Kelly Oubre takes on Russell Westbrook as he brings the ball up court, and it does not go well. Morris just isn’t ready to pick up Westbrook and that leads to an easy layup for Westbrook.

Six seconds after the Wizards took a three point lead, they only had a one point lead.

Wizards ball with 1:36 left, Wizards up 103-102

Once again, Wall gets the matchup he wants with Christon, he gets around a Markieff Morris screen and takes it to the hole for an easy layup. No milking the clock here.

Thunder ball with 1:22 left, Wizards up 105-102

Westbrook attacks the rim much the same way he did the possession before, but this time, Westbrook loses his handle and the ball goes off Otto Porter before it goes out of bounds. When they inbound the ball again, Westbrook attacks again, but Wall is able to cut off his driving lane and force Westbrook into a tough shot which he misses.

Wizards ball with 1:04 left, Wizards up 105-102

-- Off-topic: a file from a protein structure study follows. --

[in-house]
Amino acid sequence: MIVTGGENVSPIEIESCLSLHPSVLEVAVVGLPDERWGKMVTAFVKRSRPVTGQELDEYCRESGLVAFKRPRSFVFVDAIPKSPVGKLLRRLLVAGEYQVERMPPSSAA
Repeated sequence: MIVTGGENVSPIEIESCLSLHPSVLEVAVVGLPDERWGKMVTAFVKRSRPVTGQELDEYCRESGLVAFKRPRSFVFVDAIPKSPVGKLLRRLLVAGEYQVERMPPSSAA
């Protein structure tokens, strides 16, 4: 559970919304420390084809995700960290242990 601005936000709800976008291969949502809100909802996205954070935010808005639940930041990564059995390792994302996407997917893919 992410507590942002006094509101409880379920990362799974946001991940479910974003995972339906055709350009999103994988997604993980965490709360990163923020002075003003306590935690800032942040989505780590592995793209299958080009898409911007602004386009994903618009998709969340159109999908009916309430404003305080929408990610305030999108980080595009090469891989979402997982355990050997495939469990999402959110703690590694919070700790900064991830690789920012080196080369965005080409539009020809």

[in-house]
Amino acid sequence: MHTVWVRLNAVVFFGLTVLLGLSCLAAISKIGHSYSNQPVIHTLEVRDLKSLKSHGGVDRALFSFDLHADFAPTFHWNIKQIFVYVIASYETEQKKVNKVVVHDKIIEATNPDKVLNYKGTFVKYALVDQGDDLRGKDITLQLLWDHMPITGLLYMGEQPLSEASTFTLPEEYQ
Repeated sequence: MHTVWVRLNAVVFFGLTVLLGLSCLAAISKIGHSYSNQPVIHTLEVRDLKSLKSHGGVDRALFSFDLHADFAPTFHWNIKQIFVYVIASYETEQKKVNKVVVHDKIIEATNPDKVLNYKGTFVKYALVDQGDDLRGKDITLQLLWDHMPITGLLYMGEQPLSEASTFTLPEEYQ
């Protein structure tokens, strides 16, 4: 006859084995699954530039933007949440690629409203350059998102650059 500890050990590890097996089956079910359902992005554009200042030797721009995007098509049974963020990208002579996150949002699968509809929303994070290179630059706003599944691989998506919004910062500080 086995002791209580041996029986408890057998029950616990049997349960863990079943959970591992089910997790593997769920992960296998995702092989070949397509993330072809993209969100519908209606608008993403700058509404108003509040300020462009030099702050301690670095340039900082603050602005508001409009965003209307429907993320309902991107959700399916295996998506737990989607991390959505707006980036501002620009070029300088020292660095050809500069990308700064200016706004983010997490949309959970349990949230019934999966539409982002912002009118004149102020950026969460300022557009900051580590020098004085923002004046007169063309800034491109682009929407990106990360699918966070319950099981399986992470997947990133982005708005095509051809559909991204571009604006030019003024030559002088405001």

With a three point lead, the Wizards decide to try and milk the clock again. Initially, it looks like they’re setting up Beal to go one-on-one with Westbrook, but with 8 seconds left on the shot clock, he kicks the ball out to Wall who takes it at Anthony Morrow and tries to knock down a jumper in the paint.

Wall misses the shot, but Porter is able to slap the ball back out to John Wall for a fresh shot clock with 41 seconds to go. With the ball, a three point lead, and a fresh shot clock, the Wizards actually have a higher probability of winning the game at this point than they did with 3:10 left, according to Inpredictable. The Wizards have a 92.9 percent chance of winning the game when Wall collects the rebound.

With a chance to put the game away, Wall feeds the ball inside to Markieff Morris, who had come through with a tough bucket a few possessions earlier. However this time around Grant keeps Morris from getting where he wants on the floor, and with the shot clock about to expire, Morris has to settle for a baseline fadeaway that rims out.